The US Supreme Court heard arguments Tuesday on Safford Unified School District v. Redding, the case of the 13 year-old middle school girl stripped-searched by her school’s assistant principal in a fruitless search for prescription-strength Ibuprofen.
In a nutshell…school administrators found prescription-strength Ibuprofen on a student. That student claimed that she had received them from then 13 year-old Honor student Savana Redding. Savanna was questioned, then taken to a room where two female officials made Savana remove her shoes, socks, pants, and shirt. She was then told to shake her bra and underpants and move them aside, exposing her breasts and pelvic area, to reveal any hidden pills. None were found.
Savanna’s family sued the School District, claiming that Savanna’s Fourth Amendment rights had been violated. The U.S. Ninth Circuit Court of Appeals overturned the District Court of Arizona’s earlier ruling for the defense, and the School District appealed to the U.S. Supreme Court.
Key points in the appeal:
- Whether the Fourth Amendment prohibits public school officials from conducting a search of a student suspected of possessing and distributing a prescription drug on campus in violation of school policy.
- Whether the Ninth Circuit departed from established principles of qualified immunity in holding that a public school administrator may be liable in a damages lawsuit under 42 U.S.C. § 1983 for conducting a search of a student suspected of possessing and distributing a prescription drug on campus.
Here is the text of The Fourth Amendment:
The right of the people to be secure in their persons, houses, papers, and effects, against unreasonable searches and seizures, shall not be violated, and no Warrants shall issue, but upon probable cause, supported by Oath or affirmation, and particularly describing the place to be searched, and the persons or things to be seized.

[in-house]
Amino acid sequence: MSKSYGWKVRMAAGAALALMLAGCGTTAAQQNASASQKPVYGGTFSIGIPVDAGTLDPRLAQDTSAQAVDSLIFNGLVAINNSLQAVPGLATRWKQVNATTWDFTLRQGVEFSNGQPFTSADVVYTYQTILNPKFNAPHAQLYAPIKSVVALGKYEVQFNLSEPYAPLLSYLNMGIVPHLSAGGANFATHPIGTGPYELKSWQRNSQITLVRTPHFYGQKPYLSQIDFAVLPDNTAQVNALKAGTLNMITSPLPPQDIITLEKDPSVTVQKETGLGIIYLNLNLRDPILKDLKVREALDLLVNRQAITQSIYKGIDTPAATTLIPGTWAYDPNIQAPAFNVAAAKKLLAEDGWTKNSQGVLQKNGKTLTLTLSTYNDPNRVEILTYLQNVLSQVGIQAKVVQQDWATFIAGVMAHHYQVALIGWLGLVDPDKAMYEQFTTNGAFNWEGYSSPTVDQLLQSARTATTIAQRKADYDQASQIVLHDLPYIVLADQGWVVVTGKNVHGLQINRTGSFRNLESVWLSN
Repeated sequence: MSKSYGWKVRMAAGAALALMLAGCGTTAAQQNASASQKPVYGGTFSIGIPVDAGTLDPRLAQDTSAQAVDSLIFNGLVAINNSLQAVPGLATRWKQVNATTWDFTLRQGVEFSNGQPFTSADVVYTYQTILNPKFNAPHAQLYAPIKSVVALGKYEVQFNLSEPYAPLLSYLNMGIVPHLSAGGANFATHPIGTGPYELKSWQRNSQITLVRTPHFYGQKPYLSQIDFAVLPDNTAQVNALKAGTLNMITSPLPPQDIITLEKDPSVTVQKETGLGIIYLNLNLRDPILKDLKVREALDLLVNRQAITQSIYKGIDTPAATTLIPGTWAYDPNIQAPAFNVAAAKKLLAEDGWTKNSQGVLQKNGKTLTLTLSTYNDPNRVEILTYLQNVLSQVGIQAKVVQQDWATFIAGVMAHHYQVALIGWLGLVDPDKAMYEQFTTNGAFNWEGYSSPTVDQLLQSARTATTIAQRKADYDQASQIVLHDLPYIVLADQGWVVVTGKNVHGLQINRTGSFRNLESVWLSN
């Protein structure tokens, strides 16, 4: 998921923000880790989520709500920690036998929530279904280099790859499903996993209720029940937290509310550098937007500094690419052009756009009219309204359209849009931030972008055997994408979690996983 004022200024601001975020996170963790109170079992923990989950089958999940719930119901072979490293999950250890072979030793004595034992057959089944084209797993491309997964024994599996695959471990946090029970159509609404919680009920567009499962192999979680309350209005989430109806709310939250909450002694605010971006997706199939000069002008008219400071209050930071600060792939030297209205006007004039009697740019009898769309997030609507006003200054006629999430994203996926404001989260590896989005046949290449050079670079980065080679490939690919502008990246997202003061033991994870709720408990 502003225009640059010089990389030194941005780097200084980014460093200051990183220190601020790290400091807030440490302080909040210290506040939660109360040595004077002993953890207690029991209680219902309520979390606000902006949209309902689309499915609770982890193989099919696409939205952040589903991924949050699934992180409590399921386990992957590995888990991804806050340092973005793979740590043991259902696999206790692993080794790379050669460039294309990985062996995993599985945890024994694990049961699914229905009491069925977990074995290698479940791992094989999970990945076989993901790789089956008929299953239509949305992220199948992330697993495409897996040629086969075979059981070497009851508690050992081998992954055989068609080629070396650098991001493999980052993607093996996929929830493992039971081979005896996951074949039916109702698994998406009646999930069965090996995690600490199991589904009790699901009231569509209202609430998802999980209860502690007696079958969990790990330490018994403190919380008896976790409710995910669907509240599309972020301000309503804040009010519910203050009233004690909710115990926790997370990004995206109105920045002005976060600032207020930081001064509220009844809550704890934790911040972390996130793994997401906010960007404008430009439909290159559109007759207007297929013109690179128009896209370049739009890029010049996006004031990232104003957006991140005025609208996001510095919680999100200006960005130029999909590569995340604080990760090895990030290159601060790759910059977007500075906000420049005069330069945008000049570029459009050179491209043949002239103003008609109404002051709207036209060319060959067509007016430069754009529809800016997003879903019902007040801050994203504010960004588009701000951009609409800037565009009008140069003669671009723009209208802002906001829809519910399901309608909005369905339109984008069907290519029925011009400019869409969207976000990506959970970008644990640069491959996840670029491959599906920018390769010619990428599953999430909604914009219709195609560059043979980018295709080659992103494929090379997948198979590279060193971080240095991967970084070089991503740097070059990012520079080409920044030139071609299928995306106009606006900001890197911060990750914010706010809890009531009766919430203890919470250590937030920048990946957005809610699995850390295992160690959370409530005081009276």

In a nutshell…no search without a warrant, no warrant without probable cause, warrant to be “supported by Oath or affirmation”, detailing what exactly will be searched.
The only thing left to be decided here, seems to be whether a 13 year-old girl falls under the description of “the people”, and if we truly believe what our Declaration of Independence says, our rights are granted at birth, by the Creator.
Justice Breyer commented on the strip search during Tuesday’s hearing:
“I’ve got suspicion that some drug is on this kid’s person. My thought process is: I would rather have the kid embarrassed by a strip-search, if we can’t find anything short of that, than to have some other kids dead because the stuff is distributed at lunchtime and things go awry.”
Justice Breyer appears to be confused on his exact role in these proceedings, he is supposed to be concerned about the Constitution, not about the kids.
Then again, there appears to be a lot of confusion about who is supposed to do what in this whole issue, right from the beginning.
We have Middle School girls behaving like snitches, and school officials conducting warrantless strip searches, in addition to Supreme Court Justices acting like child-care personnel.
The truth of the matter is that this case present the SCOTUS with a sticky mess…if they find that this search was unconstitutional, they may very well void out ALL warrantless searches; the cornerstone of the failed War on Drugs.
I am afraid that Savanna Redding is going to be the next victim of the War on Drugs, adding her name to a list that begins with our Fourth Amendment rights, and cotinues with the death of a 13 year-old Honor student’s future.
So while the State of Arizona is cracking down on the abuse of prescriptoin Ibuprofen, 300 metric tons of cocaine, and in excess of 1,100 metric tons of marijuana will be consumed by US citizens this year.
I’d say that this war is lost.